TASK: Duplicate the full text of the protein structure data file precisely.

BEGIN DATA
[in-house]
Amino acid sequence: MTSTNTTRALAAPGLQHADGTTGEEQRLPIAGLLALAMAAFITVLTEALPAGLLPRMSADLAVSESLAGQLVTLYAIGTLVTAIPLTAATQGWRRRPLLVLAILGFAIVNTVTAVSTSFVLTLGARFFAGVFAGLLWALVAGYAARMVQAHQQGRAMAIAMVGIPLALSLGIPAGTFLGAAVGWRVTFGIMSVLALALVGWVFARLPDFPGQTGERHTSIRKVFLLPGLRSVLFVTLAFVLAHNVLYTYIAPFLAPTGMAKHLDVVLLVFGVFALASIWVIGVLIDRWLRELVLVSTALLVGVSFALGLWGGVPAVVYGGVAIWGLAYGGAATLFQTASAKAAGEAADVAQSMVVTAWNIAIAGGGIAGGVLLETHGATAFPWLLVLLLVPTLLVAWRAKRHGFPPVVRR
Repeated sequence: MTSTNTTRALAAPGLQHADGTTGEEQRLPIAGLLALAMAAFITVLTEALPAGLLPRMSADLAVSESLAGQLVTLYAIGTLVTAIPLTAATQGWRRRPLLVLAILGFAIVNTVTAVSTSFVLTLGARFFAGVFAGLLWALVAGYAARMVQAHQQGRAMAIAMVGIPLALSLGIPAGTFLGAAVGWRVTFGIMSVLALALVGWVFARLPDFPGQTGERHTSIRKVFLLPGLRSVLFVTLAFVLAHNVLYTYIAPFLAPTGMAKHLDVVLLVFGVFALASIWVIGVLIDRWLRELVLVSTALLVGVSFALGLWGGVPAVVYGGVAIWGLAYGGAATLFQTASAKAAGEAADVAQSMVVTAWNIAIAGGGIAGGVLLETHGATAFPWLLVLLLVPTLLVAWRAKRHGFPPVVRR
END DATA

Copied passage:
[in-house]
Amino acid sequence: MTSTNTTRALAAPGLQHADGTTGEEQRLPIAGLLALAMAAFITVLTEALPAGLLPRMSADLAVSESLAGQLVTLYAIGTLVTAIPLTAATQGWRRRPLLVLAILGFAIVNTVTAVSTSFVLTLGARFFAGVFAGLLWALVAGYAARMVQAHQQGRAMAIAMVGIPLALSLGIPAGTFLGAAVGWRVTFGIMSVLALALVGWVFARLPDFPGQTGERHTSIRKVFLLPGLRSVLFVTLAFVLAHNVLYTYIAPFLAPTGMAKHLDVVLLVFGVFALASIWVIGVLIDRWLRELVLVSTALLVGVSFALGLWGGVPAVVYGGVAIWGLAYGGAATLFQTASAKAAGEAADVAQSMVVTAWNIAIAGGGIAGGVLLETHGATAFPWLLVLLLVPTLLVAWRAKRHGFPPVVRR
Repeated sequence: MTSTNTTRALAAPGLQHADGTTGEEQRLPIAGLLALAMAAFITVLTEALPAGLLPRMSADLAVSESLAGQLVTLYAIGTLVTAIPLTAATQGWRRRPLLVLAILGFAIVNTVTAVSTSFVLTLGARFFAGVFAGLLWALVAGYAARMVQAHQQGRAMAIAMVGIPLALSLGIPAGTFLGAAVGWRVTFGIMSVLALALVGWVFARLPDFPGQTGERHTSIRKVFLLPGLRSVLFVTLAFVLAHNVLYTYIAPFLAPTGMAKHLDVVLLVFGVFALASIWVIGVLIDRWLRELVLVSTALLVGVSFALGLWGGVPAVVYGGVAIWGLAYGGAATLFQTASAKAAGEAADVAQSMVVTAWNIAIAGGGIAGGVLLETHGATAFPWLLVLLLVPTLLVAWRAKRHGFPPVVRR